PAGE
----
Four in Line You Travel - Rickey Holden

Caller Rickey Holden teaches the figure for "Four in line you travel," and then calls a square dance using that figure. The figure is described in detail in the notes for Ed Gilmore's Square Dance Callers Instruction Course, 1949. Recorded in 1999 in Denmark.

Texan Whirl - Rickey Holden

Rickey Holden calling the Texan Whirl figure attributed to caller Bob Sumrall, an influential caller starting in the 1930s in Abilene and other West Texas communities. The distinctive part has the women circling left underneath the men's arms making a right hand star, and then each woman rolls back around the gent behind her to reform the circle.…

Shredded Hash - Lloyd and Myrtis Litman

Several years after the 1962 publication of Instant Hash by Lloyd Litman and Rickey Holden, Shredded Hash was created by Litman and his wife, Myrtis. An unusual aid for callers seeking choreographic variety, the book's pages were divided in three sections so that each section could be turned independently. The top section gave a series of calls…

Asilomar 1973 - Frank Lane

Three films from Bob Osgood's collection showing dancers at the 1973 gathering at Asilomar, California.The first film shows dancers practicing allemande thar, followed by a round dance sequence (Left Footers One-Step, written by Bruce Johnson in 1959) and then Dick Leger's hit, the singing square "Marianne." Close-up shots of Frank Lane calling…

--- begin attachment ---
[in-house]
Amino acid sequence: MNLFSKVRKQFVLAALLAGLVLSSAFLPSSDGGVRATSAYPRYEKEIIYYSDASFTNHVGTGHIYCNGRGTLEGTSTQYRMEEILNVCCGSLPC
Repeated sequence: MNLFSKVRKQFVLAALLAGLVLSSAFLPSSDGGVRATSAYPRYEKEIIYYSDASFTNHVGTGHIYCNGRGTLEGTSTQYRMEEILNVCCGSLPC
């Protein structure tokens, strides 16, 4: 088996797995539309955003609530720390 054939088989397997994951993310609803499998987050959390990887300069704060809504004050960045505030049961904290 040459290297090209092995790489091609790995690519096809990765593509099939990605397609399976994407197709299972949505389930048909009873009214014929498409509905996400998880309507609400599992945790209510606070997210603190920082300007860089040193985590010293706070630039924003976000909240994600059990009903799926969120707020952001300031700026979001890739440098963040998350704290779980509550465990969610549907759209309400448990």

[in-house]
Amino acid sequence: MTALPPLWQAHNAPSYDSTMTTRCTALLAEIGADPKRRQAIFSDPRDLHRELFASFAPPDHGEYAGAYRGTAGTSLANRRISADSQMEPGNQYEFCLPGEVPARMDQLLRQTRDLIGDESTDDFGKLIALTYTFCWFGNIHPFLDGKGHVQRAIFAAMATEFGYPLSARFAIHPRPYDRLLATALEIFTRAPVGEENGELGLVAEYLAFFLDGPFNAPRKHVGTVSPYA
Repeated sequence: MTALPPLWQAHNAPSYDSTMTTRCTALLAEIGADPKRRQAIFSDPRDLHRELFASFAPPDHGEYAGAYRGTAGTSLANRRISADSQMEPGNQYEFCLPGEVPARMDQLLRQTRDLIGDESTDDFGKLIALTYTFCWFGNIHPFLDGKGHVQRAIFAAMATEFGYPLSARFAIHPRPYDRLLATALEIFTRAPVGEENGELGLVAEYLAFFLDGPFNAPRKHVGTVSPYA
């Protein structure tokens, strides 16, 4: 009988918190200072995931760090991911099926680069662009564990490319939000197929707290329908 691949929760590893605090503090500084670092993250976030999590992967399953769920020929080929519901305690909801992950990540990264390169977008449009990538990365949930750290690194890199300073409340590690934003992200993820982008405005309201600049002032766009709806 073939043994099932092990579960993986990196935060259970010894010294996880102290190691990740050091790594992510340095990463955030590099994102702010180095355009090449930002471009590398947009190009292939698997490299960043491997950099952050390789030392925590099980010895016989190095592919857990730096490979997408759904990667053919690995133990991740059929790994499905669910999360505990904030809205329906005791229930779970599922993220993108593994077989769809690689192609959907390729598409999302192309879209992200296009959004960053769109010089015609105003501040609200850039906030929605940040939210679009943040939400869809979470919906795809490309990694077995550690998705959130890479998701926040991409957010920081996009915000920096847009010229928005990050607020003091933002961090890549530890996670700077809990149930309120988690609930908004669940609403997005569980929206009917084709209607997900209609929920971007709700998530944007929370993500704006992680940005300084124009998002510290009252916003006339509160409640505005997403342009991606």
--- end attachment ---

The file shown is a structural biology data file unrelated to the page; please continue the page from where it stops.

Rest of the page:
Bob Osgood - The World Dances

Excerpt from 1954 film. At 1:08, dancers start the Texas Whirl, with women making a circle underneath the men starring. At 2:24, Osgood calls an extended Rip and Snort to finish up the dance.

Bob Osgood Papers, D044, Special Collections and Archives, University Libraries, University of Denver, Denver, Colorado

God Bless America - CALLERLAB chairmen, 2009

In 2009 the CALLERLAB Convention in Kansas City included a dance following the Banquet called by all the past chairmen of CALLERLAB who were in attendance that year. This recording is the final singing call at that dance and included each of the participating callers joined in calling to the Gold Star record #712, God Bless America.

It was…

Adirondack Square Dancing